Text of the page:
You may have seen it. We bet you’ve noticed.

piles of trash next to a neighborhood driveway
unauthorized dump site with abandoned furniture
illegal dump site under railroad overpass

In early 2021, due to the effects of the pandemic and other factors, the City of Springfield and community partners received lot of comments and complaints about the amount of trash along our roadways. We also sensed a burst of energy from the community and willingness to get out, be active and make an impact. To leverage this momentum and give Springfield a boost of positivity coming out of the pandemic, the City formed a multi-departmental team to work alongside community partners and sponsors to develop a menu of ways the community could help clean up and green up Springfield.

Activities were focused in the months of April through June, 2021 to align with Earth Day, Arbor Day and natural spring cleaning and landscaping routines. Opportunities were offered to accommodate a variety of physical abilities and time commitment levels for individuals, families, volunteer teams and businesses.

These activities were meant to serve as a catalyst for:

  • Deeper, broader community discussions about community beautification, ownership and pride
  • New, improved, smarter municipal regulations and practices around trash, the environment and neighborhoods and penalties associated with illegal dumping
  • Increased number of registered neighborhoods
  • Increased numbers of citizen groups or members of groups dedicated to the beautification cause
  • Individual and organizational behavior change regarding trash / litter

Overarching project goals:

  • Use the series of cleanup and greenup events as a catalyst for making Springfield the cleanest, most attractive city in the state of Missouri
  • End littering
  • Beautify our community
  • Ensure our community is complying with state and federal water quality and solid waste regulations
  • Increase awareness, community pride, and feelings of community ownership

Results:

Nearly 1,000 volunteers and more than 1,600 participating households took part in Clean Green Springfield activities. Volunteers helped remove more than 11 tons of litter from our streets and waterways, with more than 200 tons of trash/bulky items disposed of properly.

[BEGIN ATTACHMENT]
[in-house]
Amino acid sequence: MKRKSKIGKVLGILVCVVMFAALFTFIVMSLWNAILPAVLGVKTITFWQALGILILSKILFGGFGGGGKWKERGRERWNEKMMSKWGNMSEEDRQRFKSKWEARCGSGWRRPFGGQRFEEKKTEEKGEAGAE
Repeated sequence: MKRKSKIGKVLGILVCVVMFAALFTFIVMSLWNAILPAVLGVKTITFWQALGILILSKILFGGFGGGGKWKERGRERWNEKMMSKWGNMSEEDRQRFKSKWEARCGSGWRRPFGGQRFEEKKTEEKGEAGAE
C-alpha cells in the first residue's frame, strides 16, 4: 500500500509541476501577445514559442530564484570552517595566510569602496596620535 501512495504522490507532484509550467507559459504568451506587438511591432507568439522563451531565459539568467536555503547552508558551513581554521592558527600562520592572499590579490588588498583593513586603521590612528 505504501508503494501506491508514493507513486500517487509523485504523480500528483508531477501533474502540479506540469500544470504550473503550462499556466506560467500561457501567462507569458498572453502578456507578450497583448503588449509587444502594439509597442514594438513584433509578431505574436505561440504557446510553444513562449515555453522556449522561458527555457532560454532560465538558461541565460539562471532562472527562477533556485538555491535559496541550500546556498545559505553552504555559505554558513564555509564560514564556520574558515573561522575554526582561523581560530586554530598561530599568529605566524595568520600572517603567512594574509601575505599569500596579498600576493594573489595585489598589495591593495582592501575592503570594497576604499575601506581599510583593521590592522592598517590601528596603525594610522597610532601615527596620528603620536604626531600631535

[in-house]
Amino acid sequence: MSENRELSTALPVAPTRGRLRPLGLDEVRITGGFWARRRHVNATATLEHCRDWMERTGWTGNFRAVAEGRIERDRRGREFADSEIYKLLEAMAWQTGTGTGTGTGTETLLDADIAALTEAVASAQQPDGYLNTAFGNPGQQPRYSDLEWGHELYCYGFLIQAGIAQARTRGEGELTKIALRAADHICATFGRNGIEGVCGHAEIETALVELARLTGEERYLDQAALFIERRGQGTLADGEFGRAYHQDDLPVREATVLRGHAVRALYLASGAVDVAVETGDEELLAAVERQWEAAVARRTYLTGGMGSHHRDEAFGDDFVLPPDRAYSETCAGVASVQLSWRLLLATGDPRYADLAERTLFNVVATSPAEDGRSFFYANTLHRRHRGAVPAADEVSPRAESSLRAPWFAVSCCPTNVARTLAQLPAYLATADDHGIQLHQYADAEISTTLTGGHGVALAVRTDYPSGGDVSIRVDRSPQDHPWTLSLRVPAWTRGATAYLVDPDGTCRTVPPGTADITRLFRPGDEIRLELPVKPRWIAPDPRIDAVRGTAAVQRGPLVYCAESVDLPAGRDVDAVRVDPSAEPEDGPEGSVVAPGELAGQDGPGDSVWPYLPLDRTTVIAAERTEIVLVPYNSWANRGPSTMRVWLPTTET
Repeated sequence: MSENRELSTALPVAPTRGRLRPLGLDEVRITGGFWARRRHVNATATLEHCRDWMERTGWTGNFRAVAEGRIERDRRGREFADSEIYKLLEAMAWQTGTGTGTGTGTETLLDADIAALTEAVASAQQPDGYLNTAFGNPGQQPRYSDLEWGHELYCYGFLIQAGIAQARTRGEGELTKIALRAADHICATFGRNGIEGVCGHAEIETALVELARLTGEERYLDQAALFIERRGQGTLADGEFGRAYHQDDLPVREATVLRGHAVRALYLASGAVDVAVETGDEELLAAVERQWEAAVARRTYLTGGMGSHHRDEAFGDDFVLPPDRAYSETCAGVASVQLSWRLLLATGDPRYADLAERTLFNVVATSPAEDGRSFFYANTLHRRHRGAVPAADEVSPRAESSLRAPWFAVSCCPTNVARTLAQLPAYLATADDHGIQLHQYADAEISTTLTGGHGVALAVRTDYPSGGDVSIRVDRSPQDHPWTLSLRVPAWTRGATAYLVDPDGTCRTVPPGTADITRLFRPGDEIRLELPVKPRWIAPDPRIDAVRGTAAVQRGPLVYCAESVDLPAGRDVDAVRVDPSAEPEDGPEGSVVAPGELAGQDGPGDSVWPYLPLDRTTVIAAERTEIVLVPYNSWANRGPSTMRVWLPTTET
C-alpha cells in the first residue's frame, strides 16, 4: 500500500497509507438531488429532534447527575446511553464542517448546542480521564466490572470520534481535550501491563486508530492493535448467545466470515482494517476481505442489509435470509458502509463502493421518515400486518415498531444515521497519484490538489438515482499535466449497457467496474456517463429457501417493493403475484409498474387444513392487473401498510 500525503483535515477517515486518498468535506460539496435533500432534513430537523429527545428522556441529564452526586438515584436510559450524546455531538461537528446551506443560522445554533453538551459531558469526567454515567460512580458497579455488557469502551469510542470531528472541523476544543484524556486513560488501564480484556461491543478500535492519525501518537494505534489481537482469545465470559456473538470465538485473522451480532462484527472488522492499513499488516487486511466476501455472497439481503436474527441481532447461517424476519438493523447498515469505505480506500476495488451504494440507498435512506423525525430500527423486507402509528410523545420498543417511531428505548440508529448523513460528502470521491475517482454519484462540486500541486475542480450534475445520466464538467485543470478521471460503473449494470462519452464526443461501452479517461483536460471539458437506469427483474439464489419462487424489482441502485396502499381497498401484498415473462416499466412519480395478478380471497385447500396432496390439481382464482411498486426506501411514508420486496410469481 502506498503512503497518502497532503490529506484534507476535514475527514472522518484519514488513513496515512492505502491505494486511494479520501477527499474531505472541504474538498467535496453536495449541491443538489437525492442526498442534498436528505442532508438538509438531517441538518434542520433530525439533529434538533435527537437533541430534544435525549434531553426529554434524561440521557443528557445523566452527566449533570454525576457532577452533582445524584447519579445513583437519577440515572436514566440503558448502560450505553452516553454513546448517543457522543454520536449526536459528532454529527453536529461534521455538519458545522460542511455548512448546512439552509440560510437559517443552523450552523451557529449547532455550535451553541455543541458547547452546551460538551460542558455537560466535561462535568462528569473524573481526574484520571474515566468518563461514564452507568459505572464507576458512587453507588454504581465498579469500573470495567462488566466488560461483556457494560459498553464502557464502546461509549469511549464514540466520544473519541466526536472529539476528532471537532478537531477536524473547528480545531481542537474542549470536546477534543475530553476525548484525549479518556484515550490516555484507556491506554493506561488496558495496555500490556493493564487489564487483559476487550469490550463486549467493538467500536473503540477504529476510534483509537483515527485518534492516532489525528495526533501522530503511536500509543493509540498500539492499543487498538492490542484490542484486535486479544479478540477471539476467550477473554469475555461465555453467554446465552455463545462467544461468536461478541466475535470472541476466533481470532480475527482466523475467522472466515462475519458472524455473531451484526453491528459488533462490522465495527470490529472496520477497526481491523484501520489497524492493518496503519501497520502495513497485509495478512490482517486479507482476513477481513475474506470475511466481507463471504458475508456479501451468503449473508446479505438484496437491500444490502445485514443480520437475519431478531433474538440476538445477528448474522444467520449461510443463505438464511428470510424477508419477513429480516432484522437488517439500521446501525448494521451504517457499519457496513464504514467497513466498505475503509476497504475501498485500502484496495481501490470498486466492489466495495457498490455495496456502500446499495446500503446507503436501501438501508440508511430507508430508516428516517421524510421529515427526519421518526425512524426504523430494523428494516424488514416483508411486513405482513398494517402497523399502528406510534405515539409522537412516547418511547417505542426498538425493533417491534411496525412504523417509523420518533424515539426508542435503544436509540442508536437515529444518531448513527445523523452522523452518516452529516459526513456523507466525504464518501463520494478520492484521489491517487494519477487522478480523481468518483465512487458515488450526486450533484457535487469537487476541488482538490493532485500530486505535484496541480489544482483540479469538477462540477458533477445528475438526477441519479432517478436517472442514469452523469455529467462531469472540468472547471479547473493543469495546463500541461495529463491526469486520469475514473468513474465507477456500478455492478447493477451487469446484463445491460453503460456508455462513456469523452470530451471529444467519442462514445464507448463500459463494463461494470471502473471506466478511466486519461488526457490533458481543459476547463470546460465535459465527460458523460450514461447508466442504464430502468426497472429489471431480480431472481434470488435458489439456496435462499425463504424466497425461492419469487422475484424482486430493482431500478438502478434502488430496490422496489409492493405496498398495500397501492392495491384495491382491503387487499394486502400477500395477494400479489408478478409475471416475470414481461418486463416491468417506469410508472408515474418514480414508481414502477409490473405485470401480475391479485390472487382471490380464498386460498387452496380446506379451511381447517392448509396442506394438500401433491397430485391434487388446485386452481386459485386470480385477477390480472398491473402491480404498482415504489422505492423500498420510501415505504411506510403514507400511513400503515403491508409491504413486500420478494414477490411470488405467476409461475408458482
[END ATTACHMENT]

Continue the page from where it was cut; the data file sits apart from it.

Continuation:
The Problem

Why is this happening? Where is this trash coming from?

The simple answer is, it’s coming from YOU.

  • Litter is intentionally tossed out windows, or unintentionally blows out of uncovered trailers and truck beds.
  • Residents choose to dump their household waste and bulky items in an illegal location because they may not have the resources to properly dispose of it.
  • Regular trash cleanup and volunteer initiatives on a local and state level were suspended due to funding and public health concerns related to COVID.

Environmental Services staff members are currently creating a litter index to help measure litter amounts across town and have completed a trash assessment in Springfield streams. They found on average 155 pieces of trash in a 100-foot stream section (628,324 total in Springfield area streams). Nearly 60% of trash found in streams is plastic and on average there were 14 cigarette butts found in the stream (57,797 cigarette butts in Springfield area streams).

Citizens reported to the Citizen Resource Center more than 1,000 complaints about trash and debris in the right-of-way and more than 2000 trash-related nuisances on private property in 2019.

The dashboard below provides a snapshot of what we knew of Springfield’s litter problem prior to launching the Clean Green Springfield initiative.

The City of Springfield has been monitoring the amount of litter collected through existing programs such as Adopt-A-Stream and Adopt-A-Street for years. These litter amounts, combined with information from a recent Stream Trash Assessment and an ongoing Clean Green Litter Index Survey Pilot, begin to paint a picture of the types of litter Springfield struggles with most and the areas where we see the biggest problems. By continuing to study litter in our community, we hope to continue to plan programs and initiatives to specifically target the sources of that pollution.

Why this matters!

What goes on our streets ends up in our streams. Keeping our water resources clean starts with putting trash in its place – the trash can!

Litter in our community gets washed into storm drains when it rains and ends up in our streams. Based on local stream assessments, it’s estimated that there are over 600,000 pieces of trash in Springfield streams, 60% of which is plastic. Cigarette butts are also a commonly littered item with an estimated 50,000 butts in local streams. Trash affects the use and enjoyment of waterways and trails for popular recreational activities and is a source of pollution that impacts water quality, aquatic life and animals.

Learn more from the Missouri Department of Conservation and the U.S. Environmental Protection Agency.

This is also a community pride issue.

Taking pride in our community means taking responsibility and each doing our part. As Springfield begins to pull itself from the dregs of the pandemic, it’s an important time to take a look around at our individual and community-wide habits and make a change.